This hedging of bets is there in the way the soundtrack flogs Buster Poindexter's "Hot Hot Hot" from the main titles on down to almost every scene transition to follow (a far more tolerable Kid Creole song is withheld until the end credits, and the nominal composer is Brian Wilson collaborator Van Dyke Parks). It's there in gags involving girl-watching goons getting hit in the groin by projectile tennis balls. It's there in the tender lovemaking scene between Stacy and Nick, only now the ingénue breaks the fourth wall a la Ferris Bueller for a wry punchline. And it definitely shows as the movie strains to wrap itself up by rewarding Stacy and Melissa their happily ever after coda. In much the same way as A Little Sex and its deliberately juvenile competition from Porky's on down, Robert takes a preoccupation with sex and removes all the pleasure from it. With the exception of Jessica Rabbit, the cold hard truth about cartoons is that they just aren't sexy.
The leading ladies certainly are, even Victoria Jackson as the inexperienced Melissa. Her spacey comic style is like Kimmy Robertson emulating Melanie Griffith, and it's wholly endearing. And yet the vivacious Lea Thompson, a seasoned starlet if ever there was one by 1988, runs into more trouble here than when she played Beverly Switzer in the woeful Howard the Duck. She is hardly the Ms. Matthew Broderick that Genevieve Robert tries to coax out of her (Elizabeth Shue would've been more natural were she willing to go au naturel), and Thompson's reliable effervescence peaks early on during a montage of Stacy's oversexed past (e.g.: her dilettantish guffaws at a hack comic's pelvic undulations) and never builds back up again.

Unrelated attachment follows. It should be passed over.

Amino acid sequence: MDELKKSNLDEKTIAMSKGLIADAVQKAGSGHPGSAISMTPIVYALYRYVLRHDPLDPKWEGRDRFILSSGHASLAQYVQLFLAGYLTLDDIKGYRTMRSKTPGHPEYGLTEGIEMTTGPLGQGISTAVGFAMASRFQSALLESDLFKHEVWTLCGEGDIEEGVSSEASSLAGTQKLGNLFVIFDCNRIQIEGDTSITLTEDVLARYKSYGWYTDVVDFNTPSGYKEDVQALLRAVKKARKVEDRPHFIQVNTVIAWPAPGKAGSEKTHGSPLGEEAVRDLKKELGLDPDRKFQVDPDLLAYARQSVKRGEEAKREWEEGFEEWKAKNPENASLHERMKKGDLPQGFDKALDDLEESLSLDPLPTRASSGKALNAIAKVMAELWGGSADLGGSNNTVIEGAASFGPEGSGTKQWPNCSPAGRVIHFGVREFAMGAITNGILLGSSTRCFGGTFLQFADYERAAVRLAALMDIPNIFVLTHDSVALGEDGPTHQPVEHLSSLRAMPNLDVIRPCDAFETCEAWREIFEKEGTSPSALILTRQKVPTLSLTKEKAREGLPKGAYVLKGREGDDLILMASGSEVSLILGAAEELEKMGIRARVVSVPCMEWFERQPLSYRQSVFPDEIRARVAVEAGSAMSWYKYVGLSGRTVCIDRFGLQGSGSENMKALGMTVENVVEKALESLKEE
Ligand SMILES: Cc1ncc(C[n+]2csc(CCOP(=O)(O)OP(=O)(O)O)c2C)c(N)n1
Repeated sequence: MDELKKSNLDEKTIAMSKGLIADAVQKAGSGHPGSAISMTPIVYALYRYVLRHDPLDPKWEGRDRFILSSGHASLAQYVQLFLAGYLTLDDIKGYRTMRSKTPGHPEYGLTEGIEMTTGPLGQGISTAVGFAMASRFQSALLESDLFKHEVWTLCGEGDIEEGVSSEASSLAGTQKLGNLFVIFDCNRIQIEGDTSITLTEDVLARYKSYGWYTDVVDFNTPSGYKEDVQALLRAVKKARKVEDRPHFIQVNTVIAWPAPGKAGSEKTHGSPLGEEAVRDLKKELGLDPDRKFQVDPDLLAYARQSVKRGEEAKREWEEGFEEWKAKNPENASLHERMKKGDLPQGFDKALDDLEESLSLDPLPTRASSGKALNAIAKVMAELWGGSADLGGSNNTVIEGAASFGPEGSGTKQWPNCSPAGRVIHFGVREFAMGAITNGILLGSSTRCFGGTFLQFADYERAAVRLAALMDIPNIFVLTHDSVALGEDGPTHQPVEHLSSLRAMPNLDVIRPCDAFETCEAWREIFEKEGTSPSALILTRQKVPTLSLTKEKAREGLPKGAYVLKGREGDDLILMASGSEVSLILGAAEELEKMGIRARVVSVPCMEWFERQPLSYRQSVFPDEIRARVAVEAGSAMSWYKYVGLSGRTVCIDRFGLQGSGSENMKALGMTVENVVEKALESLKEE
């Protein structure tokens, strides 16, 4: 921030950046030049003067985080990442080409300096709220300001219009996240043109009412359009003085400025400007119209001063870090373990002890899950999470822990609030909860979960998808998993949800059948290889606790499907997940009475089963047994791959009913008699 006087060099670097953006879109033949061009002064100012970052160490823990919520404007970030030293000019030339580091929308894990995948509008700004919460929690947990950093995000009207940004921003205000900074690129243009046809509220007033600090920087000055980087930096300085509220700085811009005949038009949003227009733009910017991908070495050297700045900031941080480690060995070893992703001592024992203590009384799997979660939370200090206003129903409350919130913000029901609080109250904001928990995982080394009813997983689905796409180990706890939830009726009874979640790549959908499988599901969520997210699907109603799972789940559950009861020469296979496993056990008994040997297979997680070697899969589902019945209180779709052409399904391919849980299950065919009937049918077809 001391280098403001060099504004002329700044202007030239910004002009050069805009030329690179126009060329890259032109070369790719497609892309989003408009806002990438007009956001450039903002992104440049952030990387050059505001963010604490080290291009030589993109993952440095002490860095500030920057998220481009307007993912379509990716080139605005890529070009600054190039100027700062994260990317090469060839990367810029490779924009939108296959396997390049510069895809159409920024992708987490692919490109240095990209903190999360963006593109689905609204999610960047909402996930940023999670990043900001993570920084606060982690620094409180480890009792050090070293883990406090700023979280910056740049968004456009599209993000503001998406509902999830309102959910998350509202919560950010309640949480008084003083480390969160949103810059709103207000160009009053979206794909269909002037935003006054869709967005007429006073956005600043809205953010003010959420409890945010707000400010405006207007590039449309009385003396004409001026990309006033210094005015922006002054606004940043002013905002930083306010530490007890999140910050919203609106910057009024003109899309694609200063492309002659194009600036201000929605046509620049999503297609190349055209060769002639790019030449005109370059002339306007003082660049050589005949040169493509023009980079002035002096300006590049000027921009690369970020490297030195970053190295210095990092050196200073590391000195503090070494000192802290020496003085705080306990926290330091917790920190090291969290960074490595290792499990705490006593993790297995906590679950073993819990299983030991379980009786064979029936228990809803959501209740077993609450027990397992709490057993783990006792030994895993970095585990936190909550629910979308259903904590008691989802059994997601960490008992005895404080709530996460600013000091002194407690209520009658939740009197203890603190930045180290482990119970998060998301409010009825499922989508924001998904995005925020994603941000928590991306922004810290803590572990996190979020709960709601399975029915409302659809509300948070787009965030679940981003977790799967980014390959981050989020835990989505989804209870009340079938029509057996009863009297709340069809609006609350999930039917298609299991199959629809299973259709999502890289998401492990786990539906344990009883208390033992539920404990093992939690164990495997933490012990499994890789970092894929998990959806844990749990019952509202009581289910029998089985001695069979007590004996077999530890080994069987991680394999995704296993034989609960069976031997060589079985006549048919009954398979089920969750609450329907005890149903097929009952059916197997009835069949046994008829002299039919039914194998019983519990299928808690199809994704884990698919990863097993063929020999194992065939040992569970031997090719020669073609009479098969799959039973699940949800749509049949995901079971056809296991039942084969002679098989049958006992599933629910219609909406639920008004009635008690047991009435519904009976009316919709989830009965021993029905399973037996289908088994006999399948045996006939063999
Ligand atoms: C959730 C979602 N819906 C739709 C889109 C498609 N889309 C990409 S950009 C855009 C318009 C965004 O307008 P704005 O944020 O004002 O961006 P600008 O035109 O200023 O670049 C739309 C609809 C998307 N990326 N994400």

And then Robert rolls the Dice.
Having declared his John Travolta parody the best thing about the otherwise lousy Making the Grade, Andrew "Dice" Clay builds upon that muscular goofiness to deliver an honest-to-goodness comic creation as the Vin Man. All the ingredients of his impending superstardom are here, the leather jacket and "bada bing, bada boom" dialect and dimwitted machismo (complete with pet name for his dong), but they fuse with Goldman & Toll's sketch-minded satirical acumen to make the Vin Man like something Clay could have conceivably workshopped for the Groundlings troupe. When he raps a long-winded confession joke at Melissa that lands with a plop, he bounces back with "Well, they're not all golden, honey." Although it is implied that Vinny and Melissa make a meatball sandwich on the beach, the Vin Man saves the cheese for Stacy, who is so initially charmed she refers to him as "a living argument for birth control."